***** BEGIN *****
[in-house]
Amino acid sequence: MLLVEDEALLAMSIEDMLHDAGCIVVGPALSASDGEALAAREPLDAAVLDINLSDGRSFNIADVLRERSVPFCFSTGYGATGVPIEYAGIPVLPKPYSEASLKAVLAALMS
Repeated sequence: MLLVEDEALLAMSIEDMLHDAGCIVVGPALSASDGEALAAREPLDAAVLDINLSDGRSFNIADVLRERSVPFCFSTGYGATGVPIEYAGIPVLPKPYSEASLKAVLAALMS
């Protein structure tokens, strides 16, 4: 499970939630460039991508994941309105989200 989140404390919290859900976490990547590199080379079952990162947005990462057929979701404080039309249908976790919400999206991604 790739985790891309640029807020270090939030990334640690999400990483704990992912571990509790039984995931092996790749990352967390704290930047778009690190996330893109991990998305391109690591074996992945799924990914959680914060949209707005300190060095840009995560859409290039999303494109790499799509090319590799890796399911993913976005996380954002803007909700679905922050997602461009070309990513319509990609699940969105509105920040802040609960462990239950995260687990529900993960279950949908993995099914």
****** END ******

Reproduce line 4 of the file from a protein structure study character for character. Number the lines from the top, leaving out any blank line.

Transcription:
């Protein structure tokens, strides 16, 4: 499970939630460039991508994941309105989200 989140404390919290859900976490990547590199080379079952990162947005990462057929979701404080039309249908976790919400999206991604 790739985790891309640029807020270090939030990334640690999400990483704990992912571990509790039984995931092996790749990352967390704290930047778009690190996330893109991990998305391109690591074996992945799924990914959680914060949209707005300190060095840009995560859409290039999303494109790499799509090319590799890796399911993913976005996380954002803007909700679905922050997602461009070309990513319509990609699940969105509105920040802040609960462990239950995260687990529900993960279950949908993995099914």